Friday, December 21, 2012

The yoke of inauspicious stars

 Books about kids with cancer are pretty high up on my list of things I don’t generally want to read. That does not mean I think cancer is an inappropriate topic for fiction. It’s just so sad.

So I didn’t read The Fault in Our Stars by John Green when it first came out earlier this year, even though it got rave reviews from everyone. As the months went by it continued to get great reviews, and people I knew and trusted continued to love it and to talk about how good it is. Finally I was intrigued enough by what I can only describe as an avalanche of good buzz, and I picked it up.

It is really, really good.

Hazel is an intelligent, witty 16-year-old girl, who is also a terminal cancer patient. Her tumors aren’t growing, but they’re not in remission, either. She and her parents know she may not have much time.

At a cancer support group, she meets Augustus, a very cute, equally smart boy. They swap favorite books. They discuss everything from video games to family pressures to the meaning of life and the afterlife. They become friends - the best of friends.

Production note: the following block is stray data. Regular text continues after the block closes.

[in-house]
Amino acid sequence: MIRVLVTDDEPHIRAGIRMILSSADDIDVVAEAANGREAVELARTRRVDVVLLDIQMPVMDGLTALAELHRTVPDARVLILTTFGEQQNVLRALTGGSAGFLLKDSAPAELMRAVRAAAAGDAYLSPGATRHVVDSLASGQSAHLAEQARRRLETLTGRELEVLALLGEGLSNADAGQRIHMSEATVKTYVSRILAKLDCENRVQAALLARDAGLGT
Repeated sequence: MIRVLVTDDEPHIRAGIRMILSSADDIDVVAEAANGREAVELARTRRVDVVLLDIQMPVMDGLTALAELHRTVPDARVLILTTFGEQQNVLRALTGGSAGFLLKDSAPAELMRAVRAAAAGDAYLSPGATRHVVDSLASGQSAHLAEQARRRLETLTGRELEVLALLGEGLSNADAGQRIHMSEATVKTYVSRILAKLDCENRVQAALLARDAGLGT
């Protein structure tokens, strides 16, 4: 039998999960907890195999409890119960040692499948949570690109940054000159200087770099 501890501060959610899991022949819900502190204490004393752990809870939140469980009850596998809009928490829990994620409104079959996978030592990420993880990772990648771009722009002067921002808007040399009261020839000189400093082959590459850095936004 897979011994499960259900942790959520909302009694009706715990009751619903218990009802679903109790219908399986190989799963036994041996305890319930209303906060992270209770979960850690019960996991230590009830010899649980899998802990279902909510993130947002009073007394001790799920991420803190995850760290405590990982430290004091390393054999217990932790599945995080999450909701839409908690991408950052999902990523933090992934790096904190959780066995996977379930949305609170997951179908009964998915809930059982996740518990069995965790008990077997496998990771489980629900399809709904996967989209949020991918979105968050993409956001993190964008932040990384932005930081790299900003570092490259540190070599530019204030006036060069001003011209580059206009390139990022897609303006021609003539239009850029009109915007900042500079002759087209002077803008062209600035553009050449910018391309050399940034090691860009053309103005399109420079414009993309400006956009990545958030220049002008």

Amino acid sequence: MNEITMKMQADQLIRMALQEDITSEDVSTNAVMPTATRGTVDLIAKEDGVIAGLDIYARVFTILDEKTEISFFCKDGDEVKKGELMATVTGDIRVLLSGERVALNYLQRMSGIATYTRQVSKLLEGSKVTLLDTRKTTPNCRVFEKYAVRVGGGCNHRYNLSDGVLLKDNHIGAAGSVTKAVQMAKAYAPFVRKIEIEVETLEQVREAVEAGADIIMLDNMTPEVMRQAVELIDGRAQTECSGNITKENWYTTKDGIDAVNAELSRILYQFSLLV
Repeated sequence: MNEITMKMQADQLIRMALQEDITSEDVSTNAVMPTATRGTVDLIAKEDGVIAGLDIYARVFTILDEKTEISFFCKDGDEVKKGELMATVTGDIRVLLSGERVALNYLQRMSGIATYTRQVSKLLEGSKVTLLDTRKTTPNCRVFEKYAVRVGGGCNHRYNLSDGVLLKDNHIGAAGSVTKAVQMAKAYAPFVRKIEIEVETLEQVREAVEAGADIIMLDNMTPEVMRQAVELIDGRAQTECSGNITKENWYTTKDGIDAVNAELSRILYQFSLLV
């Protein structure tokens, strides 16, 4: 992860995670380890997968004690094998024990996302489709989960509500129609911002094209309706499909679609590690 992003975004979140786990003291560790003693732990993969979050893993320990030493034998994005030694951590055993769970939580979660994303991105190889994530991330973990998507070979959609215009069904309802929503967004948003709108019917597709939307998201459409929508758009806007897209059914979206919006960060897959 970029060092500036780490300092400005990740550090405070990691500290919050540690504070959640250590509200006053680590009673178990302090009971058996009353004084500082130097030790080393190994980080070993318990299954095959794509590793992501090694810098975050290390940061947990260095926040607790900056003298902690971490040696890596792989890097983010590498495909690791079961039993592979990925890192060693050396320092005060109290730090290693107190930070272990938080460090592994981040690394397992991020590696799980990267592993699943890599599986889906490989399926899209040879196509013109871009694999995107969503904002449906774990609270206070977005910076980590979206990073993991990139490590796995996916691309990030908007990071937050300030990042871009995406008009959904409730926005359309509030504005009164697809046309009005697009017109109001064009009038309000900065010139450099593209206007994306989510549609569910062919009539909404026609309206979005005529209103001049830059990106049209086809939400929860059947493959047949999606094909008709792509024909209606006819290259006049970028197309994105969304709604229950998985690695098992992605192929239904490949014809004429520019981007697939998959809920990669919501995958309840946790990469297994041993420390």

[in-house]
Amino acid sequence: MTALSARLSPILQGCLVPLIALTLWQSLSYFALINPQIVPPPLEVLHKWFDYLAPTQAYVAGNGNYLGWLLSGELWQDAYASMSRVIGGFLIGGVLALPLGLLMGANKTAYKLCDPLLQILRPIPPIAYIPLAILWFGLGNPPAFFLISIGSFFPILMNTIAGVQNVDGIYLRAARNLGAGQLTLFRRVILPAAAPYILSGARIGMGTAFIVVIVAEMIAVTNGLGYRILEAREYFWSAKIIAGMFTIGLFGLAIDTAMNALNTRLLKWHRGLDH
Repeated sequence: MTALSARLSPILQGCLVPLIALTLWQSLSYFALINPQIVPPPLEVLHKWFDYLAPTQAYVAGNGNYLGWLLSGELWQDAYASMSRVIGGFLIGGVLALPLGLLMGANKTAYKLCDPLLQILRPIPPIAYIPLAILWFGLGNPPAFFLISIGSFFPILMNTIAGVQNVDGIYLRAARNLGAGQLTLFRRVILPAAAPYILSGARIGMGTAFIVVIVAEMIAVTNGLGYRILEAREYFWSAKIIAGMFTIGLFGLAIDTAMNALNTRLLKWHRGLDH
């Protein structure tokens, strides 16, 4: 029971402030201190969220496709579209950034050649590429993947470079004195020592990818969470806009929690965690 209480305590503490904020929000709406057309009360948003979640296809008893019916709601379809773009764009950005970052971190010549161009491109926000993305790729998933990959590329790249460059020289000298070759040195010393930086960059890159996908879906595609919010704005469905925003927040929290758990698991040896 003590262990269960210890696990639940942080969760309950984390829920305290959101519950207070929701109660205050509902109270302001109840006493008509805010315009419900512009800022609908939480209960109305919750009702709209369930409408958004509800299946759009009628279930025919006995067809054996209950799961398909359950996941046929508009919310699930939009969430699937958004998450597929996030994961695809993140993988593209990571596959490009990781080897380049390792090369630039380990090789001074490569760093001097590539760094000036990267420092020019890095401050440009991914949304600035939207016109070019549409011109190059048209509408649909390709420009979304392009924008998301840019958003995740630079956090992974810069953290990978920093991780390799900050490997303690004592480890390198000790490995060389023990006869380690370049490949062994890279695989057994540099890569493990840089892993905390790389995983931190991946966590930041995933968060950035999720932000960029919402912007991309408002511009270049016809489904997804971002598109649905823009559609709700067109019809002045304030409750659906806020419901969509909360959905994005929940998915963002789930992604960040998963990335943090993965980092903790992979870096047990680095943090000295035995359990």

Because they have both confronted death, Hazel and Augustus are fearless about painful topics - indeed, they find that there are things they can only talk about with each other, topics that discomfort their healthier friends and family. And they eventually become more than friends, too:

Augustus Waters read to me while Mom, making lunch, listened in … As he read, I fell in love the way you fall asleep: slowly, and then all at once. 

The Fault in Our Stars is extremely sad. But it’s overflowing with joy, too; it made me cry, but sometimes with happiness. Hazel and Gus are clever, self-aware, hilarious observers of the absurdity as well as the tragedy of their situation. The writing is so good, what could be a heavy tear-jerker actually feels as light as air.

I’m so glad I read it at last.

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